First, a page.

ncw - 11 months ago 75

Java Question

This is more of a theoretical question to understand Java's evaluation of arithmetic operations. Since

`+`

`-`

`+`

`-`

`public static void main(String[] args) {`

int a = 1;

int b = 2;

System.out.println(a+-b); // results in -1

System.out.println(a-+b); // results in -1

System.out.println(a+-+b); // results in -1

System.out.println(a-+-b); // results in 3

System.out.println(a-+-+b); // results in 3

System.out.println(a+-+-b); // results in 3

System.out.println(a-+-+-b); // results in -1

System.out.println(a+-+-+b); // results in 3

}

From the Java 8 Language Specification (§15.8.2):

The binary + operator performs addition when applied to two operands of numeric type, producing the sum of the operands.

The binary - operator performs subtraction, producing the difference of two numeric operands.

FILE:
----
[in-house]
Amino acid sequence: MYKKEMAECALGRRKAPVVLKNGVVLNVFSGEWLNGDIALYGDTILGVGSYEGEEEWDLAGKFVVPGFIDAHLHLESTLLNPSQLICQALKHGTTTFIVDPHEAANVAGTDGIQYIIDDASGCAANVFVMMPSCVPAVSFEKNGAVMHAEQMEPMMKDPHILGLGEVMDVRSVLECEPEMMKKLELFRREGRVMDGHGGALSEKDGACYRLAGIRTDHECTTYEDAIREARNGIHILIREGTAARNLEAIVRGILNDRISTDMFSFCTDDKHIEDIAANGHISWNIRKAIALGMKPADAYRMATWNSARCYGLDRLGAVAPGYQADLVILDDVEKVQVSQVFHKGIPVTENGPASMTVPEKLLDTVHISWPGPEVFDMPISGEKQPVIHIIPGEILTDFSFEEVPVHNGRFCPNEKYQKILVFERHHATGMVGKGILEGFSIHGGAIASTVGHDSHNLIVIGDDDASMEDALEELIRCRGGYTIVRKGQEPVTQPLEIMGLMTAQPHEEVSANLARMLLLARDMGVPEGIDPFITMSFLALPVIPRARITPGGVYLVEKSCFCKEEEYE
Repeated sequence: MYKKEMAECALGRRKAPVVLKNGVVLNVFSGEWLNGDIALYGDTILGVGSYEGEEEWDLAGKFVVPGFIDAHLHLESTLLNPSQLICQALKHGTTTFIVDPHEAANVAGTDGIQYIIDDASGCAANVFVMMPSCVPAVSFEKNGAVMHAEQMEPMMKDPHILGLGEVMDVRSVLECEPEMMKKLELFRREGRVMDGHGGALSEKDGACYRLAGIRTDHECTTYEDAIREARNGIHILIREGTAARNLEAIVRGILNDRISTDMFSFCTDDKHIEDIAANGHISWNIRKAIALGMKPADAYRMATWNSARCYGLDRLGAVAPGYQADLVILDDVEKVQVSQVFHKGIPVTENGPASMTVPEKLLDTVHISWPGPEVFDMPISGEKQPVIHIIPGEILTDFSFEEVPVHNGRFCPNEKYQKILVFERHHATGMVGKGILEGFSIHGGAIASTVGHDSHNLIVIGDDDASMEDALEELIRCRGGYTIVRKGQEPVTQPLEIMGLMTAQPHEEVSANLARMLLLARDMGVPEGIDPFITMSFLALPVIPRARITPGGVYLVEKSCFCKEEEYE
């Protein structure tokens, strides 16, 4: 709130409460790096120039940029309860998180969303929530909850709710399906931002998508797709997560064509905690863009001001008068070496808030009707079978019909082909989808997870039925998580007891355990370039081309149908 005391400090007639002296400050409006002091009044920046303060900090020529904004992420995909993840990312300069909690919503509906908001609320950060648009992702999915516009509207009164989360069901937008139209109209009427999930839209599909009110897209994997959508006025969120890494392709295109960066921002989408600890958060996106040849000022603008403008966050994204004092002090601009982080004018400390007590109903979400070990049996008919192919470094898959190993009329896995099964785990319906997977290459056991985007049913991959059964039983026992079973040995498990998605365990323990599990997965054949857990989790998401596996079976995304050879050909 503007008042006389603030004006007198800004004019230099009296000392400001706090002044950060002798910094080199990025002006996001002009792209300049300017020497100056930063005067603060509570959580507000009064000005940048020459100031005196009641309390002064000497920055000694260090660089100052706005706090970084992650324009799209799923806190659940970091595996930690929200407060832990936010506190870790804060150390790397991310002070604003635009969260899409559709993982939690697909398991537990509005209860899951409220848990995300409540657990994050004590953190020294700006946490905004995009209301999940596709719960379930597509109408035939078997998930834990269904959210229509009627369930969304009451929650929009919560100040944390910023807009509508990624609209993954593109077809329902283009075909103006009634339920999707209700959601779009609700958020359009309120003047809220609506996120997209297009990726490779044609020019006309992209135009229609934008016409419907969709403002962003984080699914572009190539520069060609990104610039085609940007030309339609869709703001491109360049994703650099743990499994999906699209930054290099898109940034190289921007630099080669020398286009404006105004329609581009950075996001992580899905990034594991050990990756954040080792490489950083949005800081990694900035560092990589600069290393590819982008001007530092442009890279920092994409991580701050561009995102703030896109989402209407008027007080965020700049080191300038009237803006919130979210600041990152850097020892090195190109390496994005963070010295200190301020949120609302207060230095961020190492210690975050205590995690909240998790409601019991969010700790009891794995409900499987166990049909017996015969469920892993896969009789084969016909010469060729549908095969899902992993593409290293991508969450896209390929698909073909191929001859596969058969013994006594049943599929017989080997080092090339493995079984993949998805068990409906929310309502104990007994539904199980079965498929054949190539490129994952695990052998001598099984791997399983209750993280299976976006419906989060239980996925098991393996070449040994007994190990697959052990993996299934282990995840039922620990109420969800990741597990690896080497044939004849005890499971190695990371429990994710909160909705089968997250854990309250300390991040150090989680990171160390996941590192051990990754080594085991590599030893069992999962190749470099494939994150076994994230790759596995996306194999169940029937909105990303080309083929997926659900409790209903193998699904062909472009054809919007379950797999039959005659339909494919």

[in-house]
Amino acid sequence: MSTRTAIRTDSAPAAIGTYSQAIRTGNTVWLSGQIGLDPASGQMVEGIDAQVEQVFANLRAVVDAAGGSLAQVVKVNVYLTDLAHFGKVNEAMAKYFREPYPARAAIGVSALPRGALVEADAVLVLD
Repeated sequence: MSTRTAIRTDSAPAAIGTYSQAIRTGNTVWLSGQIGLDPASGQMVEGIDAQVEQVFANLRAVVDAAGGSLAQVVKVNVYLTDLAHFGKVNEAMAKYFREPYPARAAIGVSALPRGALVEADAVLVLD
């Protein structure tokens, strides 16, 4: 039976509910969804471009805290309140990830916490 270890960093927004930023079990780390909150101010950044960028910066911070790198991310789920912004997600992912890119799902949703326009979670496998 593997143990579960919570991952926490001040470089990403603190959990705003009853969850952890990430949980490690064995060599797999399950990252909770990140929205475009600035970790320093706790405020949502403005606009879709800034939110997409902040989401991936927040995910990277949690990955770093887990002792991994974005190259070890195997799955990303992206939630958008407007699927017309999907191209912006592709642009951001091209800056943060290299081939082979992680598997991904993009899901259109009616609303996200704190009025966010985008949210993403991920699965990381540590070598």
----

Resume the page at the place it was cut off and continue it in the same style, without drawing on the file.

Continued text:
[...]

Addition is a commutative operation if the operand expressions have no side effects.

Integer addition is associative when the operands are all of the same type.

What I also noticed, is that everytime the #operators is even, the result is the same and the order doesn't matter.

But when the #operators is odd, this doesn't necessarily influence the result. E.g. in the following two expressions there is one more

`-`

`+`

`System.out.println(a-+-b); // results in 3`

System.out.println(a-+-+-b); // results in -1

With all that information I still don't see the pattern or the way how this works.

Answer Source

In math, how would you evaluate this?

```
a - + - b
```

Adding some brackets helps:

```
a - (+ (-b))
```

We can do this, because this doesn't violate the rules of precedence.

Then we can start reducing: `+ (-b)`

is really `-b`

, and `a - -b`

is really `a + b`

, so the result is `1 + 2 = 3`

.

Let's see the second one:

```
a - + - + - b
a - (+ (- (+ (-b))))
a - (+ (- (-b)))
a - (+ b)
a - b
1 - 2 = -1
```

So simple rules of math work naturally.